Author: Antoni Bennà ssar-Roig, Universitat Illes Balears, Spain
Co-authors: María-Antonia Manassero-Mas, Àngel Vázquez-Alonso
The paper presents the case of a popular science magazine (Naturalment) that was monthly elaborated by the Biology freshman students at the University of the Balearic Islands (Spain) with the guidance of a team of teachers of the Biology, Chemistry, Physics and Psychology Departments. The focus of the magazine project was the development of the students’ communication skills at the beginning of their higher education scientific studies.
Each number of the magazine displayed the following contents on a monographic scientific issue: An article of popularization on a scientific issue, an interview with a researcher in the same field of knowledge, an annotated list of websites linked to the issue, and some commentaries on the journals Nature, Science, Scientific American and The Scientist. The number was completed with notes on books, movies or any other materials selected by the students. Some edition aspects, such as the magazine layout, the use of languages, the choice of images, the correct use of citations, the respect for intellectual property and attention to epistemological, social and institutional aspects of science were particularly cared.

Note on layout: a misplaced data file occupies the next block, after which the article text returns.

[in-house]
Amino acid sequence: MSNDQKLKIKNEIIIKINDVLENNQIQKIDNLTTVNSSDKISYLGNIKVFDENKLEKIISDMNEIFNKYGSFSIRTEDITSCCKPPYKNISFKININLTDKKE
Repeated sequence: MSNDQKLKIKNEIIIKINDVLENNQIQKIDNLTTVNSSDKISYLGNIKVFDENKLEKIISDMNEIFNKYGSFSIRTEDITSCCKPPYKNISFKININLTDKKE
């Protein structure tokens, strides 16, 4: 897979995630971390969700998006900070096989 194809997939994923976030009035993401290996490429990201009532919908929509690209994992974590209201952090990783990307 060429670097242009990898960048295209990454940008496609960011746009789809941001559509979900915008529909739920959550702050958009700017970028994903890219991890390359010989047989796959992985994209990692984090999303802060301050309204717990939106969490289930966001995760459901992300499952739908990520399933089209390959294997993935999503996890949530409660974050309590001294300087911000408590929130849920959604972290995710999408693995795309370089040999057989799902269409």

The students worked in small groups along 2013 to publish the online magazine in the two official languages (Spanish and Catalan) at http://naturalment.uib.es. The students received specific training for the preparation of the magazine contents in reviewing popular journals and publications, using appropriately the language, presenting contents in two languages, using scientific databases, intellectual property, using popular edition programs and dissemination of the magazine in the web.
This activity about popularization and dissemination of science allows the students getting the following benefits: learning scientific knowledge about the issues they elaborated on, improving their scientific communication skills, understanding many features of the nature of science and an especial contact with the science-technology-society relationships.